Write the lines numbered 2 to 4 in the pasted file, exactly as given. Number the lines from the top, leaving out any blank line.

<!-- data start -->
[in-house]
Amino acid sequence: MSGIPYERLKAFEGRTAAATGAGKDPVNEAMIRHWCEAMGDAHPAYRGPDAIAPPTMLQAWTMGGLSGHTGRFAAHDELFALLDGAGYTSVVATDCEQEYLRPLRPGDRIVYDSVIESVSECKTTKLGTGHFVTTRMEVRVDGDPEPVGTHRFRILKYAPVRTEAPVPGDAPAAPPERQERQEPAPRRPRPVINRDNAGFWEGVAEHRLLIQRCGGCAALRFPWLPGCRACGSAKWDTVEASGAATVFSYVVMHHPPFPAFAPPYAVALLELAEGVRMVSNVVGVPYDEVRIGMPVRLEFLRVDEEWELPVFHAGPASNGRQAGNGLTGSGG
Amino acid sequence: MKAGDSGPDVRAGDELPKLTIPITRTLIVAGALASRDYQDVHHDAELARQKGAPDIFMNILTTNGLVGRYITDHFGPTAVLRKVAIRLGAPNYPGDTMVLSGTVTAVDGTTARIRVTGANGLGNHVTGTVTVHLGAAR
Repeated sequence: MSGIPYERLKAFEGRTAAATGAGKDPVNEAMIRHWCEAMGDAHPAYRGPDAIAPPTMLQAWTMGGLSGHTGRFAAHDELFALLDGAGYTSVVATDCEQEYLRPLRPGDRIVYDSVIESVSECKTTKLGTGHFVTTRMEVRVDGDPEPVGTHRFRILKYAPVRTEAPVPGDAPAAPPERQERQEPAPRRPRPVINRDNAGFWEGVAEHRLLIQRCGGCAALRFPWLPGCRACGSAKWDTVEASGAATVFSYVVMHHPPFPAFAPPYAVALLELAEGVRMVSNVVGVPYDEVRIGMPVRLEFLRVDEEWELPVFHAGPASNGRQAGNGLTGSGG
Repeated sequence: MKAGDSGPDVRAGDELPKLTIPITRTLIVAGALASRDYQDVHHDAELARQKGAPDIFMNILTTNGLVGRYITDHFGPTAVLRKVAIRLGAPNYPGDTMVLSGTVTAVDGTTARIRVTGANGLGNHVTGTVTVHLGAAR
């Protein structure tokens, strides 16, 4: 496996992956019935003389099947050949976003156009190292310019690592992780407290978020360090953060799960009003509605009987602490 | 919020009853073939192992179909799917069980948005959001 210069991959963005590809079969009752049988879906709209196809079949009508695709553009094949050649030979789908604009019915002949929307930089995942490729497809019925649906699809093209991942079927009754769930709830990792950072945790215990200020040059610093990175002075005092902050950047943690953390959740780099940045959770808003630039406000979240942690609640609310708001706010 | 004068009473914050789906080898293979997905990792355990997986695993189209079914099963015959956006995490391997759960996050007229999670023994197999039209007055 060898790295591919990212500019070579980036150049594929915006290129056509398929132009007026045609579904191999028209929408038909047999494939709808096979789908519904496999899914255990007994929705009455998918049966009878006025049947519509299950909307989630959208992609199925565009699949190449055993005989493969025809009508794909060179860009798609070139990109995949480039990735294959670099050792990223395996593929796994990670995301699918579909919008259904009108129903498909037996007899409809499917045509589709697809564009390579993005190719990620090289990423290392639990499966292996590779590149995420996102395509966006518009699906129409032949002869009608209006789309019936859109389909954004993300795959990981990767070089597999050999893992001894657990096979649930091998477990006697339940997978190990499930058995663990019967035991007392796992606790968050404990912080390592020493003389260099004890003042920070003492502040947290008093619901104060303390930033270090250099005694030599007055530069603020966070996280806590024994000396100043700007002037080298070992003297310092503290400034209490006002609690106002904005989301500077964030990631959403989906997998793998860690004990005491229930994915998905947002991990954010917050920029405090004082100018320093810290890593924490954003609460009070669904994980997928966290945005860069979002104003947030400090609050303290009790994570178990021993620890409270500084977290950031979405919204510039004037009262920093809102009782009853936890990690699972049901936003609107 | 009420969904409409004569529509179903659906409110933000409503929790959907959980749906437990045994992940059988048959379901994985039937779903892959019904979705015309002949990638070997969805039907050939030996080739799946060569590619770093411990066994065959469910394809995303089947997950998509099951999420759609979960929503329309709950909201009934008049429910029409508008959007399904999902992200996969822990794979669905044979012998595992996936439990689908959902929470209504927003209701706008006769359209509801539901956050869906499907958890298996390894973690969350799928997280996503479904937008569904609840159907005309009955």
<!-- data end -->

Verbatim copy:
Amino acid sequence: MSGIPYERLKAFEGRTAAATGAGKDPVNEAMIRHWCEAMGDAHPAYRGPDAIAPPTMLQAWTMGGLSGHTGRFAAHDELFALLDGAGYTSVVATDCEQEYLRPLRPGDRIVYDSVIESVSECKTTKLGTGHFVTTRMEVRVDGDPEPVGTHRFRILKYAPVRTEAPVPGDAPAAPPERQERQEPAPRRPRPVINRDNAGFWEGVAEHRLLIQRCGGCAALRFPWLPGCRACGSAKWDTVEASGAATVFSYVVMHHPPFPAFAPPYAVALLELAEGVRMVSNVVGVPYDEVRIGMPVRLEFLRVDEEWELPVFHAGPASNGRQAGNGLTGSGG
Amino acid sequence: MKAGDSGPDVRAGDELPKLTIPITRTLIVAGALASRDYQDVHHDAELARQKGAPDIFMNILTTNGLVGRYITDHFGPTAVLRKVAIRLGAPNYPGDTMVLSGTVTAVDGTTARIRVTGANGLGNHVTGTVTVHLGAAR
Repeated sequence: MSGIPYERLKAFEGRTAAATGAGKDPVNEAMIRHWCEAMGDAHPAYRGPDAIAPPTMLQAWTMGGLSGHTGRFAAHDELFALLDGAGYTSVVATDCEQEYLRPLRPGDRIVYDSVIESVSECKTTKLGTGHFVTTRMEVRVDGDPEPVGTHRFRILKYAPVRTEAPVPGDAPAAPPERQERQEPAPRRPRPVINRDNAGFWEGVAEHRLLIQRCGGCAALRFPWLPGCRACGSAKWDTVEASGAATVFSYVVMHHPPFPAFAPPYAVALLELAEGVRMVSNVVGVPYDEVRIGMPVRLEFLRVDEEWELPVFHAGPASNGRQAGNGLTGSGG